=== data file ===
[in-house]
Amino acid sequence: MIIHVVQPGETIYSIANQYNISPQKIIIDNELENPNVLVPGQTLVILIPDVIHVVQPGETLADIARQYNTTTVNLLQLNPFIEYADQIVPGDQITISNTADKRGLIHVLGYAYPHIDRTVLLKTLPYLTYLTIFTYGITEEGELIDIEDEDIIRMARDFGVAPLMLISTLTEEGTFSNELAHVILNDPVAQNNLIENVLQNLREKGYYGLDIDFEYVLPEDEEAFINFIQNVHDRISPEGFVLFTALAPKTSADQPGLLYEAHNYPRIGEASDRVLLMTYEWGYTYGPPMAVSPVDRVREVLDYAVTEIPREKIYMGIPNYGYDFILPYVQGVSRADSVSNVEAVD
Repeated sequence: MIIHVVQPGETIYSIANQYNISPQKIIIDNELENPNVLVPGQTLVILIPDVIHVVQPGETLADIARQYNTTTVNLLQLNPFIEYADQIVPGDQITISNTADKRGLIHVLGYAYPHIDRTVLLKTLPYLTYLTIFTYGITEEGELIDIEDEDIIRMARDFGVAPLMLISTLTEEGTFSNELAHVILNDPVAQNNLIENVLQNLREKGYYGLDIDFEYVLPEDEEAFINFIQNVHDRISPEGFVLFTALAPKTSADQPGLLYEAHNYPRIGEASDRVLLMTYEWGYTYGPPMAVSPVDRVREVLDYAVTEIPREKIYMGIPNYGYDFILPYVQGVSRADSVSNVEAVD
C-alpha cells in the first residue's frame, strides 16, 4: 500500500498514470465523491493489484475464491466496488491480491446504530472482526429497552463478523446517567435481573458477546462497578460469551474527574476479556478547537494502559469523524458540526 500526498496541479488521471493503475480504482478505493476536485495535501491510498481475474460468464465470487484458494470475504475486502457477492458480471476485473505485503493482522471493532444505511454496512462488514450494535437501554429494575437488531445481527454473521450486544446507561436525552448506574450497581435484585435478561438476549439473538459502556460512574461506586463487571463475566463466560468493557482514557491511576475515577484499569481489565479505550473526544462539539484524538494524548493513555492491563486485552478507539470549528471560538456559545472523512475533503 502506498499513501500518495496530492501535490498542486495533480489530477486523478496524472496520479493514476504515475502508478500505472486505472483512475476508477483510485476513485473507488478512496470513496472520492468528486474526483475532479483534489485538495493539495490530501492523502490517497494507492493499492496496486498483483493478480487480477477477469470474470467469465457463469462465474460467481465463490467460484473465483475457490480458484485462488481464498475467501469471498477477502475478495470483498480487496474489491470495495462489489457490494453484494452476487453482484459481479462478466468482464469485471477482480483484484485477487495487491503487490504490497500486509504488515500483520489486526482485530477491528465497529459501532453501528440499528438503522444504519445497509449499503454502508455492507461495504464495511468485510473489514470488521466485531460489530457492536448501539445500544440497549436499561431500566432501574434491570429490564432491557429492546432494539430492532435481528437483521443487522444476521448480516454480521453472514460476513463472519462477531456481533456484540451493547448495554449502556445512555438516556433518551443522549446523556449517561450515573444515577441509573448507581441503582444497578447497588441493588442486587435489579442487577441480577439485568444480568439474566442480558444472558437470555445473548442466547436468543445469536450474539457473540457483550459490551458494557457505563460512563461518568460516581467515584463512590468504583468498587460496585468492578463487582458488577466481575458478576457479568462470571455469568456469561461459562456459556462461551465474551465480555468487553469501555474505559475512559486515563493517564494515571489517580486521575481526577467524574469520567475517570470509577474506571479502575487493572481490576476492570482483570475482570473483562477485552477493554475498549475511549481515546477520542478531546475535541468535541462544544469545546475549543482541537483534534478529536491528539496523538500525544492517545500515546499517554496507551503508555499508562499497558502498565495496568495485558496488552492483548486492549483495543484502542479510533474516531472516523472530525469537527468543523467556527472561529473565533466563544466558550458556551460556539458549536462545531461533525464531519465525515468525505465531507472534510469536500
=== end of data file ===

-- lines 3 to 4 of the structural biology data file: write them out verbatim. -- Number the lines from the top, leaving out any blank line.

Repeated sequence: MIIHVVQPGETIYSIANQYNISPQKIIIDNELENPNVLVPGQTLVILIPDVIHVVQPGETLADIARQYNTTTVNLLQLNPFIEYADQIVPGDQITISNTADKRGLIHVLGYAYPHIDRTVLLKTLPYLTYLTIFTYGITEEGELIDIEDEDIIRMARDFGVAPLMLISTLTEEGTFSNELAHVILNDPVAQNNLIENVLQNLREKGYYGLDIDFEYVLPEDEEAFINFIQNVHDRISPEGFVLFTALAPKTSADQPGLLYEAHNYPRIGEASDRVLLMTYEWGYTYGPPMAVSPVDRVREVLDYAVTEIPREKIYMGIPNYGYDFILPYVQGVSRADSVSNVEAVD
C-alpha cells in the first residue's frame, strides 16, 4: 500500500498514470465523491493489484475464491466496488491480491446504530472482526429497552463478523446517567435481573458477546462497578460469551474527574476479556478547537494502559469523524458540526 500526498496541479488521471493503475480504482478505493476536485495535501491510498481475474460468464465470487484458494470475504475486502457477492458480471476485473505485503493482522471493532444505511454496512462488514450494535437501554429494575437488531445481527454473521450486544446507561436525552448506574450497581435484585435478561438476549439473538459502556460512574461506586463487571463475566463466560468493557482514557491511576475515577484499569481489565479505550473526544462539539484524538494524548493513555492491563486485552478507539470549528471560538456559545472523512475533503 502506498499513501500518495496530492501535490498542486495533480489530477486523478496524472496520479493514476504515475502508478500505472486505472483512475476508477483510485476513485473507488478512496470513496472520492468528486474526483475532479483534489485538495493539495490530501492523502490517497494507492493499492496496486498483483493478480487480477477477469470474470467469465457463469462465474460467481465463490467460484473465483475457490480458484485462488481464498475467501469471498477477502475478495470483498480487496474489491470495495462489489457490494453484494452476487453482484459481479462478466468482464469485471477482480483484484485477487495487491503487490504490497500486509504488515500483520489486526482485530477491528465497529459501532453501528440499528438503522444504519445497509449499503454502508455492507461495504464495511468485510473489514470488521466485531460489530457492536448501539445500544440497549436499561431500566432501574434491570429490564432491557429492546432494539430492532435481528437483521443487522444476521448480516454480521453472514460476513463472519462477531456481533456484540451493547448495554449502556445512555438516556433518551443522549446523556449517561450515573444515577441509573448507581441503582444497578447497588441493588442486587435489579442487577441480577439485568444480568439474566442480558444472558437470555445473548442466547436468543445469536450474539457473540457483550459490551458494557457505563460512563461518568460516581467515584463512590468504583468498587460496585468492578463487582458488577466481575458478576457479568462470571455469568456469561461459562456459556462461551465474551465480555468487553469501555474505559475512559486515563493517564494515571489517580486521575481526577467524574469520567475517570470509577474506571479502575487493572481490576476492570482483570475482570473483562477485552477493554475498549475511549481515546477520542478531546475535541468535541462544544469545546475549543482541537483534534478529536491528539496523538500525544492517545500515546499517554496507551503508555499508562499497558502498565495496568495485558496488552492483548486492549483495543484502542479510533474516531472516523472530525469537527468543523467556527472561529473565533466563544466558550458556551460556539458549536462545531461533525464531519465525515468525505465531507472534510469536500